Tag Archives: research

Google: Search like a competent lawyer

Google is a good starting point for doing legal research, as long as you bear in mind two things:

1. Who is providing the information?

  • You have to make a considered decision regarding the reliability of the source of the information you are retrieving using the Google Search Engine

2. Is that information the most up-to-date?

  • You must use a citator service to  update information found on the free Web

Beyond these basics, if you are going to use Google to do legal research, particularly if you are doing this to save money, you should learn how to search in the most efficient and effective ways, and that means learning the tricks, tips and shortcuts, including how to do a Boolean Search.

A good handbook for using Google in your law practice is:

Levitt, C. A., & Rosch, M. E. (2010). Google for lawyers: Essential search tips and productivity tools. Chicago, Ill: American Bar Association, Law Practice Management Section.

Which you may borrow  from the TJSL Library.

Some basic things you should be aware of:

You can use “site:.gov” to limit your searches  to government websites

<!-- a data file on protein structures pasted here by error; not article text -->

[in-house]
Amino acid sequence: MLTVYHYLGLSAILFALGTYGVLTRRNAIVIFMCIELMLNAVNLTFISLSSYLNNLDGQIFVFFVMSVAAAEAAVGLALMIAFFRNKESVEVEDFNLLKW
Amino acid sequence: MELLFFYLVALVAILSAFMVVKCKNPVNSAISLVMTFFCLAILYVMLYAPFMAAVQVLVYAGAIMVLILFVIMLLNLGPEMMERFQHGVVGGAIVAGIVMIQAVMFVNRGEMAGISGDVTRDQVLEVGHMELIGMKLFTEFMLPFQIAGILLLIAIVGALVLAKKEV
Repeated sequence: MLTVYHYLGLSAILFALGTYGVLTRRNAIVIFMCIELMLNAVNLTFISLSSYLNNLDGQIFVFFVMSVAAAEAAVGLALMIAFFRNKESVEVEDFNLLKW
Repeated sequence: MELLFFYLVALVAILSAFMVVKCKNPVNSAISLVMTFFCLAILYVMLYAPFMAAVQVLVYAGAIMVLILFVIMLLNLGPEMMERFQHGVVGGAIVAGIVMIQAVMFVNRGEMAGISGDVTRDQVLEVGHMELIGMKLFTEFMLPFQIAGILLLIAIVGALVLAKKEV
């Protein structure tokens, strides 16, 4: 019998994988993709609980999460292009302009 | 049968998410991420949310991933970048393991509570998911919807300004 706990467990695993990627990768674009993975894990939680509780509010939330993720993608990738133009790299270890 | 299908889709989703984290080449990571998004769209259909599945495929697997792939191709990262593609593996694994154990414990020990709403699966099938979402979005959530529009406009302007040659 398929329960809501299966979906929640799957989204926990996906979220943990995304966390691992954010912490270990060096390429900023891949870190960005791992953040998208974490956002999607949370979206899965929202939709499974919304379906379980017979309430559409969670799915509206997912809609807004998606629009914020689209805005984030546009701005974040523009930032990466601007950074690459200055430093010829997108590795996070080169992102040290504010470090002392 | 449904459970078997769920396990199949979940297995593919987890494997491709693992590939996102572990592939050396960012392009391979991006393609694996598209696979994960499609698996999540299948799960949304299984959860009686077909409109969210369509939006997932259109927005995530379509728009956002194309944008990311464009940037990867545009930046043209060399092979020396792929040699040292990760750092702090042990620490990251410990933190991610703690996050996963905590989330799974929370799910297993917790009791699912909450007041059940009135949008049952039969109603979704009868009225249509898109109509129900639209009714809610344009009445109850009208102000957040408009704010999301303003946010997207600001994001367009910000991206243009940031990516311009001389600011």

• Or replace .gov with any domain name eg. About.com to limit search results to the about.com website

You can use Boolean connectors and this will give you more precise search results more quickly, saving you time and this is less legal research time you will have to try to convince your client to pay for.

  • The more productive you are, the happier your clients are and the more money you make in the end.

Use Google Advanced Search to:

  • search for keywords in a particular part of the page
  • restrict your search to dates
  • search for a particular file type, eg. Pdfs
  • search for results aimed at a particular reading level
  • Find similar items once you find one good one

Other Useful Google Search Tools:

You will be expected to use Google to :

  • search for facts that lead you to solid evidence, and
  • to be cost effective about performing preliminary legal research on a topic.

Learning how to use Google skillfully is part of learning to be a competent lawyer. Browse the resources linked to above to start improving your Google search techniques.

How will you change the way that you use Google to do research?


Research As Conducted in Law Firms

The popular show The Law Librarian, which plays on Internet radio station blogtalkradio, recently conducted an interview with several law firms on research techniques and sources commonly used on the job. Both small and larger firms were represented in the show. Firm representatives discuss the use of secondary sources, indexes, statutes and case law, as well as the benefits and deficiencies of various formats and sources. Conclusions drawn reflect recent published research on law firm research requirements, and correspond to my observations as well. If you want to hear how you’re expected to research in the law firm setting, I suggest listening to the show, titled What’s Real in the Real World, at:  http://www.blogtalkradio.com/thelawlibrarian/blog/2009/09.